federal spending just substitutes for state spending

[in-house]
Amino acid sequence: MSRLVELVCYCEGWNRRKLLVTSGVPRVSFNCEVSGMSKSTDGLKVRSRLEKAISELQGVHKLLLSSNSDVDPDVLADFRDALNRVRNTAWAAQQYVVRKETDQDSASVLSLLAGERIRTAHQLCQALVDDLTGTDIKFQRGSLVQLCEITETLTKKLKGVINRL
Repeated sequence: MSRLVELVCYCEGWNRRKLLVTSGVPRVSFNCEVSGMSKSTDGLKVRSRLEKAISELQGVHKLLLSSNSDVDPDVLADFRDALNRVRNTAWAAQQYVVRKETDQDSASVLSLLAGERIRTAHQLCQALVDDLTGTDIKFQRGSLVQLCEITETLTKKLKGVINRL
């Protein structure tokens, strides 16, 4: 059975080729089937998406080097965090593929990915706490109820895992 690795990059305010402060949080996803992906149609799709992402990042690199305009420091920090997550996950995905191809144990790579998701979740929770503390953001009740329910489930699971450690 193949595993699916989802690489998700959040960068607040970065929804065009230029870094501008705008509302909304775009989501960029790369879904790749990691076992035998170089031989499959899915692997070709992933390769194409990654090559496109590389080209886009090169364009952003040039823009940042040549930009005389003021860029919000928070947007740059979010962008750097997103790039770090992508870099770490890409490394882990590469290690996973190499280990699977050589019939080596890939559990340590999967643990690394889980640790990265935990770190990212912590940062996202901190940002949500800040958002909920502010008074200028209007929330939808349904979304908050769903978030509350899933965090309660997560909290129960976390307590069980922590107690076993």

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Unformatted text preview: their decisionmaking. 10 | P a g e States CP BDL Solvency – Should Devolve Transportation Funding to the States [____] [____] Federal transit spending should be devolved to the states Lisa Schweitzer, USC, 2012 (February 16, “Doing on the TEA Party and the “War on Transit” at,” Whatever percentage of federal funding had been going into the Highway Trust Fund via dedicated transit funds, move that back to the states–revenue neutral. The ones that want it for their own highway projects, fine. [____] Real world advocates of devolving federal authority over transportation to the states Robert Jay Dilgerm, Senior Spet in American National Government at the Congressional Research Service, 2011 (January 10, “Federalism Issues in Surface Transportation Policy: Past and Present,” Several bills have been introduced during previous Congresses that would fundamentally change existing federal, state, and local government roles and responsibilities in surface transportation policy. For example, Senator Jim DeMint and Representative Jeff Flake introduced legislation during the 109th Congress and Senator DeMint introduced legislation in the 110th Congress (S. 2823) that would phase-out most of the federal fuel and excise taxes that support the Highway Trust Fund over five years; preserve federal responsibility for interstate highways, transportation facilities on public lands, national transportation research and safety programs, and emergency transportation assistance; and devolve most other surface transportation programs to states. In addition, during previous reauthorizations some congressional Members from “donor” states (states whose highway users pay more in estimated federal highway tax revenue to the Highway Trust Fund than that state receives from the program) advocated program devolution as a means to achieve program efficiencies and to address what they viewed as an inequitable distribution of federal surface transportation funds to states. 11 | P a g e States CP BDL Answers to: Uniformity Best [____] [____] Uniformity does not make governance easier Judith Olans Brown and Peter D. Enrich, Law Professors @ Northeastern, 2000 (HASTINGS CONSTITUTIONAL LAW QUARTERLY, Fall, pp. 108-9) Apart from the issue of state sovereignty, the interest in uniformity that animates the lockstep approach has also received criticism. Professor Tarr has questioned the claim that uniformity would simplify the task of government officials. First, state officials need to respect only one standard, the most rights-protective; in a given case, this standard may derive from the state or the federal constitution, but it remains, nonetheless, a single standard. Second, the wholesale adoption of a federal standard does not necessarily produce greater clarity in the law: given the U.S. Supreme Court's struggle to articulate coherent principles in such areas as search and s...
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